Osney Lock Hydro

Osney Island is a 200-household riverside community in west Oxford. 

Osney Lock Hydro was set up by a group of local residents to enable the development of the first community-owned hydro scheme to be built on the Thames.  It became fully operational in May 2015, generating clean electricity for the equivalent of 50 households, and a long term income stream for local environmental projects.

Low Carbon Hub and Osney Lock Hydro identified a few areas where Low Carbon Hub could help the project move forward. As a result Low Carbon Hub contributed legal costs as well as marketing costs, outreach and the expertise to develop a community share offer. The share offer was launched in 2013 to raise the money to build the hydro.

The use of an Archimedean screw turbine for the hydro was a positive choice in terms of allowing sediment and fish to move downstream; but it cannot provide upstream passage for fish.  So as part of the construction of Osney Lock Hydro, a new fish pass was installed, allowing fish to move freely up the river for the first time in 200 years.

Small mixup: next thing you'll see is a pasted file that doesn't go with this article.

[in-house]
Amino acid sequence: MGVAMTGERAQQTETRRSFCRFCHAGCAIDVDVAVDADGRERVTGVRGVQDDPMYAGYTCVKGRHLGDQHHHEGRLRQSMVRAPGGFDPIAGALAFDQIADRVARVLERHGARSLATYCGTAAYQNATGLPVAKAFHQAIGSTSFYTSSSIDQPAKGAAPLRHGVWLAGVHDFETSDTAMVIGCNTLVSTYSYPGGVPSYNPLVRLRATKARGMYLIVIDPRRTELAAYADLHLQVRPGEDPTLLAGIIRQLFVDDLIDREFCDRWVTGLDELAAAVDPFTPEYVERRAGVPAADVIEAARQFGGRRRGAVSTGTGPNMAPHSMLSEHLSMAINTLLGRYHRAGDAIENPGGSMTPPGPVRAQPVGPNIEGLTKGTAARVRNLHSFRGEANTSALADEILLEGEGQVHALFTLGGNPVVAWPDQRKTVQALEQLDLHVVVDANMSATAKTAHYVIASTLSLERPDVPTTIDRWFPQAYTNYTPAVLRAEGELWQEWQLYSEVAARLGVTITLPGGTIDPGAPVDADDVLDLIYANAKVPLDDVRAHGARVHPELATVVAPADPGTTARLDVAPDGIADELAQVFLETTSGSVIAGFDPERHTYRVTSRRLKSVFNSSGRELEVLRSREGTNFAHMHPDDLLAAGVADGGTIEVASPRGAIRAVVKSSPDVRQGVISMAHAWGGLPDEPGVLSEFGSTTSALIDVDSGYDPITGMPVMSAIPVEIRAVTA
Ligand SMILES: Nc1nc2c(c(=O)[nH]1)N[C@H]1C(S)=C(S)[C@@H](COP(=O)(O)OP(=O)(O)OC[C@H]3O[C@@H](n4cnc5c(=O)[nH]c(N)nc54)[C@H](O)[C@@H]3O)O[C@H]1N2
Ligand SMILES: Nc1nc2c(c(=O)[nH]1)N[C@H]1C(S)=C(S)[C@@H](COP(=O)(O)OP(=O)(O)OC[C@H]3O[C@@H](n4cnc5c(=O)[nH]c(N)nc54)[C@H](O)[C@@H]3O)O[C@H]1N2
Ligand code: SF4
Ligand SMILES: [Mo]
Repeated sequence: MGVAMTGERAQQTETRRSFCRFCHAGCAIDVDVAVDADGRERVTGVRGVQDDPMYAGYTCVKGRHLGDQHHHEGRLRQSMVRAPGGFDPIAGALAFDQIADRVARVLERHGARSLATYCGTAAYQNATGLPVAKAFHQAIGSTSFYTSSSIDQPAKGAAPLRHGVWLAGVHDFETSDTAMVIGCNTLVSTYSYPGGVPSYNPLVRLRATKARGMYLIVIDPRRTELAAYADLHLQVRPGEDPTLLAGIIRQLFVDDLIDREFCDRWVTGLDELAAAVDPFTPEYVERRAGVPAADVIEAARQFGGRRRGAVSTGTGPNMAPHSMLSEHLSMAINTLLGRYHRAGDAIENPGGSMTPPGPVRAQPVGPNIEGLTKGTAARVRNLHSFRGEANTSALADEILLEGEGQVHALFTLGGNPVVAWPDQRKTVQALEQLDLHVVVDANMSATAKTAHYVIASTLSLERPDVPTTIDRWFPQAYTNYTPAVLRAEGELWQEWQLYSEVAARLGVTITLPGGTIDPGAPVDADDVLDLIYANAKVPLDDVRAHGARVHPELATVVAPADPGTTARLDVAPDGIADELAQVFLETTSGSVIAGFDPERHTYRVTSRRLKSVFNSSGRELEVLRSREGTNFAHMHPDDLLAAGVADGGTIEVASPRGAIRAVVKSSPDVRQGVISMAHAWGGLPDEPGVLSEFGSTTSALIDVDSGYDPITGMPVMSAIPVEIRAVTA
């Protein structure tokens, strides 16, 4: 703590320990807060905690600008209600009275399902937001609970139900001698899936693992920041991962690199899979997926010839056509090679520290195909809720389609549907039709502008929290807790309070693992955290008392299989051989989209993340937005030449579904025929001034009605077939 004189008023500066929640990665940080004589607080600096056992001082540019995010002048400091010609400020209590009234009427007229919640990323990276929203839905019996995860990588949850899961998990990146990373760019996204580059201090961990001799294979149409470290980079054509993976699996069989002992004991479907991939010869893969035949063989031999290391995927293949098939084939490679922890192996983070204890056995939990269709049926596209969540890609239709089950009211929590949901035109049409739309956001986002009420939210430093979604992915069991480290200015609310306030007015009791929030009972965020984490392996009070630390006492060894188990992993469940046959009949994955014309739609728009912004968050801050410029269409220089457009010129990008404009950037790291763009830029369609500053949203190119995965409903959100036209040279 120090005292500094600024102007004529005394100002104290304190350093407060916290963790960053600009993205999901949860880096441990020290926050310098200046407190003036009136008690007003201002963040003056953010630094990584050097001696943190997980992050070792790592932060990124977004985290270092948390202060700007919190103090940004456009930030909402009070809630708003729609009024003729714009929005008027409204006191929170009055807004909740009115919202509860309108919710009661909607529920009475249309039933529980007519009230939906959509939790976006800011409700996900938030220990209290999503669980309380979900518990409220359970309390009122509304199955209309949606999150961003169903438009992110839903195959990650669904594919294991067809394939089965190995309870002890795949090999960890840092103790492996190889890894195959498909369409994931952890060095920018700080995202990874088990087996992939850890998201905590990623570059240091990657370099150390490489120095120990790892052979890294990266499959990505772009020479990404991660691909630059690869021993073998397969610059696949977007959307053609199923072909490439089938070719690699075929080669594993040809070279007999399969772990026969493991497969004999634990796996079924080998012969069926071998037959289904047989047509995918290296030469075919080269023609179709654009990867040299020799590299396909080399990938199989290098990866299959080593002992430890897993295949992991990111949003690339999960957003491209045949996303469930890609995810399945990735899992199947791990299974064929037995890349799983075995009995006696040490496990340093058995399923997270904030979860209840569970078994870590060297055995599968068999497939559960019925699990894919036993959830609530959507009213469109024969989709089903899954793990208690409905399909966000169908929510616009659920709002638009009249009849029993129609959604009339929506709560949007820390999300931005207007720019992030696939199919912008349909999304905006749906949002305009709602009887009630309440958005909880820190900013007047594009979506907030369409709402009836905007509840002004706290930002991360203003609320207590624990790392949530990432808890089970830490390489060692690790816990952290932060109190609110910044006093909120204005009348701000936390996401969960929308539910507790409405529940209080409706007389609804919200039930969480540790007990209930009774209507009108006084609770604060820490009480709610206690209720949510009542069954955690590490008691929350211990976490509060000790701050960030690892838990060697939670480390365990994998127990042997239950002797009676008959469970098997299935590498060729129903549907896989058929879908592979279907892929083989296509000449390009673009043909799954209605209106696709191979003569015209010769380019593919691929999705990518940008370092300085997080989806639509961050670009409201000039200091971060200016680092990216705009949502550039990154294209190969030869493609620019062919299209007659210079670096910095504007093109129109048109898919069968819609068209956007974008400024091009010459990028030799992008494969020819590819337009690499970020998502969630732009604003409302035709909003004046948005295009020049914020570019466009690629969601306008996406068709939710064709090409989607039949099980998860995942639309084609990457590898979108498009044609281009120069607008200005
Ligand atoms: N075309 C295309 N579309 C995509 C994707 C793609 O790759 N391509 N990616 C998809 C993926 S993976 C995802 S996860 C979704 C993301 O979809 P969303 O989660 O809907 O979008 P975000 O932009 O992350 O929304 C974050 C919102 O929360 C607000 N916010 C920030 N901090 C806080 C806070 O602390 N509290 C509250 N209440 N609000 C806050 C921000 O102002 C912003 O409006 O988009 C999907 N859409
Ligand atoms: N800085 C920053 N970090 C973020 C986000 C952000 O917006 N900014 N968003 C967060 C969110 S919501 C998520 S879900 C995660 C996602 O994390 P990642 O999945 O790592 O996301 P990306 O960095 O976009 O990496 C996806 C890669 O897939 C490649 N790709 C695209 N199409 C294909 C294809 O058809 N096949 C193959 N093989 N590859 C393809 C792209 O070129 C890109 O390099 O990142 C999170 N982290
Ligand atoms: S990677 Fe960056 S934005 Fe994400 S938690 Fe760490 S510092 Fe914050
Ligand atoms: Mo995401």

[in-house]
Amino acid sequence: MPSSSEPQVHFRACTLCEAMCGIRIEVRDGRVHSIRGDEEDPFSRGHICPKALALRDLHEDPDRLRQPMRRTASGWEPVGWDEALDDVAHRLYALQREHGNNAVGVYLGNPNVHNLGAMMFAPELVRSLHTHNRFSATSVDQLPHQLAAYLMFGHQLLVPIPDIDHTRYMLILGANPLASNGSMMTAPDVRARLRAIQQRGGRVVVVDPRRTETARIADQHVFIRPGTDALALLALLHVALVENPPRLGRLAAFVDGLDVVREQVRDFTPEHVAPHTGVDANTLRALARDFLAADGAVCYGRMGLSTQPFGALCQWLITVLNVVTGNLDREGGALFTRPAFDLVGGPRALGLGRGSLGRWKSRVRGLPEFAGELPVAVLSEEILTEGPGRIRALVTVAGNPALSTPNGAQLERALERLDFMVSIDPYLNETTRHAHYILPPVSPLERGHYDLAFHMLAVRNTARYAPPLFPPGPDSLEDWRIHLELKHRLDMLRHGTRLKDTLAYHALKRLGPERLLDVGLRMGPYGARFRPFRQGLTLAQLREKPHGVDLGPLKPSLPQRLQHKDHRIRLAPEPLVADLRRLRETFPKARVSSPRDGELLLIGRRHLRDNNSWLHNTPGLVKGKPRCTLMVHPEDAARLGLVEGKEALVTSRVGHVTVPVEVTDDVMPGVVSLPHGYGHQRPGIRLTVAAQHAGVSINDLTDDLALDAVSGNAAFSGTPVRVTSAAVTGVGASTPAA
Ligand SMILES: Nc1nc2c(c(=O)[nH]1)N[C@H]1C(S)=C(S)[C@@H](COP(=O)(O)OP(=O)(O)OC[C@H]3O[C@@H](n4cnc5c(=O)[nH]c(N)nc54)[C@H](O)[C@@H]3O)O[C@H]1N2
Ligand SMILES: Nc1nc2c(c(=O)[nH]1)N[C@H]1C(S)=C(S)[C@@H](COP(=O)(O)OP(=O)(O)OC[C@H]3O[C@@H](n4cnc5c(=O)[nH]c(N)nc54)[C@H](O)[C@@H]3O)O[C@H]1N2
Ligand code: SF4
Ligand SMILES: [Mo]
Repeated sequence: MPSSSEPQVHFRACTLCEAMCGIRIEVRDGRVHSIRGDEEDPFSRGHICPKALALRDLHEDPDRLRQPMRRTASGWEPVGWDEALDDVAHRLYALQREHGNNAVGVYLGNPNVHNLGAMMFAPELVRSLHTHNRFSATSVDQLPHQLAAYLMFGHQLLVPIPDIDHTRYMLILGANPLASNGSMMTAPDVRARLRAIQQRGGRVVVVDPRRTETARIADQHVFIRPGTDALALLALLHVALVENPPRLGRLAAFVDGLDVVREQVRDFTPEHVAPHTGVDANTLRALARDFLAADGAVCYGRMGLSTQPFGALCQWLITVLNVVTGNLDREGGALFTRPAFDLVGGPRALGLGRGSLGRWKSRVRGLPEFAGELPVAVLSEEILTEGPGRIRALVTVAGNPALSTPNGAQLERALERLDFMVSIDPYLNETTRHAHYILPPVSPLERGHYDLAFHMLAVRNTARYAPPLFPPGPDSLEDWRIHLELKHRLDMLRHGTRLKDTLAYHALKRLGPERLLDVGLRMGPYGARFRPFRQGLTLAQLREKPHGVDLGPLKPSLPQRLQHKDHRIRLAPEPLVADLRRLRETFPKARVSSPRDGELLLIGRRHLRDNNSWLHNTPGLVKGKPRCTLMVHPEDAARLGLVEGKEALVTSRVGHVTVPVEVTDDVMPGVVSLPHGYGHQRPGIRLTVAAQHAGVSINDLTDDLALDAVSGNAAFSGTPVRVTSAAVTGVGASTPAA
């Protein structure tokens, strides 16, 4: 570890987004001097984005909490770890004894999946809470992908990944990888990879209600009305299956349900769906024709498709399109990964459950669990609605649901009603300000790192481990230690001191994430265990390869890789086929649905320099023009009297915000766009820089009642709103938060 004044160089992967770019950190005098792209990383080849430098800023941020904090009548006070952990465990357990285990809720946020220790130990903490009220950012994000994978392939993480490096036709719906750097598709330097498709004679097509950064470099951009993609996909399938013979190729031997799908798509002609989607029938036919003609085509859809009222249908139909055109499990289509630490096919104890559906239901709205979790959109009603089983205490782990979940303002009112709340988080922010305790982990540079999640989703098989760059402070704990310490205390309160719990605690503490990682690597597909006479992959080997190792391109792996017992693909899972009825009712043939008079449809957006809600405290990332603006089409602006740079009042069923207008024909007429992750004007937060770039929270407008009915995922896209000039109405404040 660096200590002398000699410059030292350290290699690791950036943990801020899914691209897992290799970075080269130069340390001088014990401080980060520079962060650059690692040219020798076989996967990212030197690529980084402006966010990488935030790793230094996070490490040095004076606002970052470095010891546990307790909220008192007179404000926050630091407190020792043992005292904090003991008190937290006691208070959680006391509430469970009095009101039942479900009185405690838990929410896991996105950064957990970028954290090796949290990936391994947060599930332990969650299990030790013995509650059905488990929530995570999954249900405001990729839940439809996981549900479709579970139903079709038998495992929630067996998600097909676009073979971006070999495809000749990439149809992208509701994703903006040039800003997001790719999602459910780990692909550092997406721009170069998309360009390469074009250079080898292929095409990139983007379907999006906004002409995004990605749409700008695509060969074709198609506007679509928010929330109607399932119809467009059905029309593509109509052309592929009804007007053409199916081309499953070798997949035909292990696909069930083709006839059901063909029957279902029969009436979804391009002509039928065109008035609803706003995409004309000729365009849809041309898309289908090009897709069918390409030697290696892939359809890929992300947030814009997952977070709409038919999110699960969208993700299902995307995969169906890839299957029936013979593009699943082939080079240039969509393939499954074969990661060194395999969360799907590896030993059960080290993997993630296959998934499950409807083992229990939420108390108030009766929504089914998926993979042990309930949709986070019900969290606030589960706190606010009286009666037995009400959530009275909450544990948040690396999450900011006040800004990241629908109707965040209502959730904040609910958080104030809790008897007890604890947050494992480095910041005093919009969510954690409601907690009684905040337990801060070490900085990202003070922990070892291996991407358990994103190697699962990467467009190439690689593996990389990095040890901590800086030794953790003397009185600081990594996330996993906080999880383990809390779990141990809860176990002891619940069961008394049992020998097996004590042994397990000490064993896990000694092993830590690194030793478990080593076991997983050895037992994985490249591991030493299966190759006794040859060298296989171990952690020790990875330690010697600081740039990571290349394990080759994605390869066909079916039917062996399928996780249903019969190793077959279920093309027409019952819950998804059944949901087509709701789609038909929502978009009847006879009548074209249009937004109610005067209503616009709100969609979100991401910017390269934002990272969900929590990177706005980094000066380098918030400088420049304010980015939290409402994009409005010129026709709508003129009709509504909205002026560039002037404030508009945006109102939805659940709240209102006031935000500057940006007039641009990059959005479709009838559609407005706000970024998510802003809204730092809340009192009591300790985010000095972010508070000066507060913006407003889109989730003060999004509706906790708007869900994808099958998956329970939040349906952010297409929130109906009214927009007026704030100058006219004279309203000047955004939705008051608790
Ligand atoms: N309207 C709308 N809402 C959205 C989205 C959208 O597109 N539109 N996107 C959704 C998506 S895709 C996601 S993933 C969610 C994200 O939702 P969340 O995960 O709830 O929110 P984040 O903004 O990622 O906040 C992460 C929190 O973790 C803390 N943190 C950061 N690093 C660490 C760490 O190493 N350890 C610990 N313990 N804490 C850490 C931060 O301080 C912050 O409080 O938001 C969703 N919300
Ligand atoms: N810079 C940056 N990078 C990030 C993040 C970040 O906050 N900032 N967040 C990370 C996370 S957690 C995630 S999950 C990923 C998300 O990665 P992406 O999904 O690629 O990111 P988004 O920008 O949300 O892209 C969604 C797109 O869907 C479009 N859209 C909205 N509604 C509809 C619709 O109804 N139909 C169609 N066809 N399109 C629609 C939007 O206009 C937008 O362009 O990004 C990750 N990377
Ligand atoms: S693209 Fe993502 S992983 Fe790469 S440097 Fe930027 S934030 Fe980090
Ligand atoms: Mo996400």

Surplus revenue is donated to local community projects.  Over the 40-year project lifetime, this could be well in excess of £2 million. In addition to the projected £2 million surplus to fund local community projects, Osney Lock Hydro also delivers benefit to its community investors, who are all now members of Osney Lock Hydro. Members were offered:

  • a target interest rate of 4% per annum until 2033
  • interest payments from the end of the second year of operation
  • repayment of their initial investment after 20 years
  • one member one vote (regardless of how many shares held)
  • a right to elect the Board.
200
community members funded the project
40%
of investors live within 1 mile of the project
82%
of investors live within Oxfordshire
50
households supplied with clean energy
40
years of generation expected
£2million
projected surplus revenue from energy generation

In this part of Oxford, we have to protect ourselves from the natural forces of the river when it floods, so why not harness its power to generate renewable energy the rest of the time?

Although the Osney Lock Hydro scheme may only contribute a small fraction of clean energy to the national mix, it can have huge knock-on benefits in paving the way for community-led projects, raising awareness of the potential for renewables and capturing the abundance of currently untapped, clean, renewable energy available in the UK.